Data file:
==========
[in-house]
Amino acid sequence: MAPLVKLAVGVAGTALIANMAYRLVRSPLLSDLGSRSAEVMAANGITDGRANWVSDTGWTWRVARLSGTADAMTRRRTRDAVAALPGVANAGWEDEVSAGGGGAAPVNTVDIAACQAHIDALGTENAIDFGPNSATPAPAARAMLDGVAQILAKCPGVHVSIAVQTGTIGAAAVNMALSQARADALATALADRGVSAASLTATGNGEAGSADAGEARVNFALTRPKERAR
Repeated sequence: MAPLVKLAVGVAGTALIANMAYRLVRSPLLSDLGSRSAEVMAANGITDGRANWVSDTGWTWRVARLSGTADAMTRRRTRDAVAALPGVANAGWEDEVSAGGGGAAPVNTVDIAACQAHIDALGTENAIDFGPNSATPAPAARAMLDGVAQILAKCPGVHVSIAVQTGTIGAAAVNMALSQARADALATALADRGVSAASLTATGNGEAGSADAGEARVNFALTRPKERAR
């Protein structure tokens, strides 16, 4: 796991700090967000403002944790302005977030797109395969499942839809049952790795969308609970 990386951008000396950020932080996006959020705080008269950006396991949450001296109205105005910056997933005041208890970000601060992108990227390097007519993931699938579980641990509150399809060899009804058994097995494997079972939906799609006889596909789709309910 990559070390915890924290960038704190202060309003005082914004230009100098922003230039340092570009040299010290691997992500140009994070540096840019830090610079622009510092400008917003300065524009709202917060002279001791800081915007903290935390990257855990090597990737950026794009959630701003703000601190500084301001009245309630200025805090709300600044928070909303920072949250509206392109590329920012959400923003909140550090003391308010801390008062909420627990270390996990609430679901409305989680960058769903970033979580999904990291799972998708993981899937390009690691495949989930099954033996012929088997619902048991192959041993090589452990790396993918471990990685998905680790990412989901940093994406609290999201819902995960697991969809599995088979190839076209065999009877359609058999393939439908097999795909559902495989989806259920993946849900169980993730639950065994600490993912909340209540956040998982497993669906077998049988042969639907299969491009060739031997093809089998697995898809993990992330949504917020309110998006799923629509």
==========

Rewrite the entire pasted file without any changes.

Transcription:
[in-house]
Amino acid sequence: MAPLVKLAVGVAGTALIANMAYRLVRSPLLSDLGSRSAEVMAANGITDGRANWVSDTGWTWRVARLSGTADAMTRRRTRDAVAALPGVANAGWEDEVSAGGGGAAPVNTVDIAACQAHIDALGTENAIDFGPNSATPAPAARAMLDGVAQILAKCPGVHVSIAVQTGTIGAAAVNMALSQARADALATALADRGVSAASLTATGNGEAGSADAGEARVNFALTRPKERAR
Repeated sequence: MAPLVKLAVGVAGTALIANMAYRLVRSPLLSDLGSRSAEVMAANGITDGRANWVSDTGWTWRVARLSGTADAMTRRRTRDAVAALPGVANAGWEDEVSAGGGGAAPVNTVDIAACQAHIDALGTENAIDFGPNSATPAPAARAMLDGVAQILAKCPGVHVSIAVQTGTIGAAAVNMALSQARADALATALADRGVSAASLTATGNGEAGSADAGEARVNFALTRPKERAR
């Protein structure tokens, strides 16, 4: 796991700090967000403002944790302005977030797109395969499942839809049952790795969308609970 990386951008000396950020932080996006959020705080008269950006396991949450001296109205105005910056997933005041208890970000601060992108990227390097007519993931699938579980641990509150399809060899009804058994097995494997079972939906799609006889596909789709309910 990559070390915890924290960038704190202060309003005082914004230009100098922003230039340092570009040299010290691997992500140009994070540096840019830090610079622009510092400008917003300065524009709202917060002279001791800081915007903290935390990257855990090597990737950026794009959630701003703000601190500084301001009245309630200025805090709300600044928070909303920072949250509206392109590329920012959400923003909140550090003391308010801390008062909420627990270390996990609430679901409305989680960058769903970033979580999904990291799972998708993981899937390009690691495949989930099954033996012929088997619902048991192959041993090589452990790396993918471990990685998905680790990412989901940093994406609290999201819902995960697991969809599995088979190839076209065999009877359609058999393939439908097999795909559902495989989806259920993946849900169980993730639950065994600490993912909340209540956040998982497993669906077998049988042969639907299969491009060739031997093809089998697995898809993990992330949504917020309110998006799923629509």